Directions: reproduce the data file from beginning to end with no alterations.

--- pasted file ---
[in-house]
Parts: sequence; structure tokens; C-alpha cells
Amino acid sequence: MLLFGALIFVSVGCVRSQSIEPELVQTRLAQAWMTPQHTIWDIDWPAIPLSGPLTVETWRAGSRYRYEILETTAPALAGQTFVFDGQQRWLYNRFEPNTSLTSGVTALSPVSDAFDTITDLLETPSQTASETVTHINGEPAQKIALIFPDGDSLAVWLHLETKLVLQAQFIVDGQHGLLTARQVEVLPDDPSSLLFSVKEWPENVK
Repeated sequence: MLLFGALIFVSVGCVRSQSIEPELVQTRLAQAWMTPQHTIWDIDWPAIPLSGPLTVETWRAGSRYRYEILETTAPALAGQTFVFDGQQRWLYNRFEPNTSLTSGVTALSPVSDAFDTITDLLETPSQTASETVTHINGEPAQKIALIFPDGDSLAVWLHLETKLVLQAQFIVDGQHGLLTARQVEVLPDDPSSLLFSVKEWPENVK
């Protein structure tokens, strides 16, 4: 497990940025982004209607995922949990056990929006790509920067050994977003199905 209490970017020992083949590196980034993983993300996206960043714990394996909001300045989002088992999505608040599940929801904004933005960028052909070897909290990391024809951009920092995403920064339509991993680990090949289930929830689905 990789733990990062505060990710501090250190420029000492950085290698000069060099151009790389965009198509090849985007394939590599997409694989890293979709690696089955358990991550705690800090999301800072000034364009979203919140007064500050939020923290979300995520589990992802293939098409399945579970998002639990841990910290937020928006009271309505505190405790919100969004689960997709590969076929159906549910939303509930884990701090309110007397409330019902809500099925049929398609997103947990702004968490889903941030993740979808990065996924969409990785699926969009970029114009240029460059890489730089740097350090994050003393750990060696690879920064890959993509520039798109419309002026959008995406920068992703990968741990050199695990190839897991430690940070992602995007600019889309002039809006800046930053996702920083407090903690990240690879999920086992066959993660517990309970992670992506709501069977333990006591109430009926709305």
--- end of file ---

[in-house]
Parts: sequence; structure tokens; C-alpha cells
Amino acid sequence: MLLFGALIFVSVGCVRSQSIEPELVQTRLAQAWMTPQHTIWDIDWPAIPLSGPLTVETWRAGSRYRYEILETTAPALAGQTFVFDGQQRWLYNRFEPNTSLTSGVTALSPVSDAFDTITDLLETPSQTASETVTHINGEPAQKIALIFPDGDSLAVWLHLETKLVLQAQFIVDGQHGLLTARQVEVLPDDPSSLLFSVKEWPENVK
Repeated sequence: MLLFGALIFVSVGCVRSQSIEPELVQTRLAQAWMTPQHTIWDIDWPAIPLSGPLTVETWRAGSRYRYEILETTAPALAGQTFVFDGQQRWLYNRFEPNTSLTSGVTALSPVSDAFDTITDLLETPSQTASETVTHINGEPAQKIALIFPDGDSLAVWLHLETKLVLQAQFIVDGQHGLLTARQVEVLPDDPSSLLFSVKEWPENVK
């Protein structure tokens, strides 16, 4: 497990940025982004209607995922949990056990929006790509920067050994977003199905 209490970017020992083949590196980034993983993300996206960043714990394996909001300045989002088992999505608040599940929801904004933005960028052909070897909290990391024809951009920092995403920064339509991993680990090949289930929830689905 990789733990990062505060990710501090250190420029000492950085290698000069060099151009790389965009198509090849985007394939590599997409694989890293979709690696089955358990991550705690800090999301800072000034364009979203919140007064500050939020923290979300995520589990992802293939098409399945579970998002639990841990910290937020928006009271309505505190405790919100969004689960997709590969076929159906549910939303509930884990701090309110007397409330019902809500099925049929398609997103947990702004968490889903941030993740979808990065996924969409990785699926969009970029114009240029460059890489730089740097350090994050003393750990060696690879920064890959993509520039798109419309002026959008995406920068992703990968741990050199695990190839897991430690940070992602995007600019889309002039809006800046930053996702920083407090903690990240690879999920086992066959993660517990309970992670992506709501069977333990006591109430009926709305």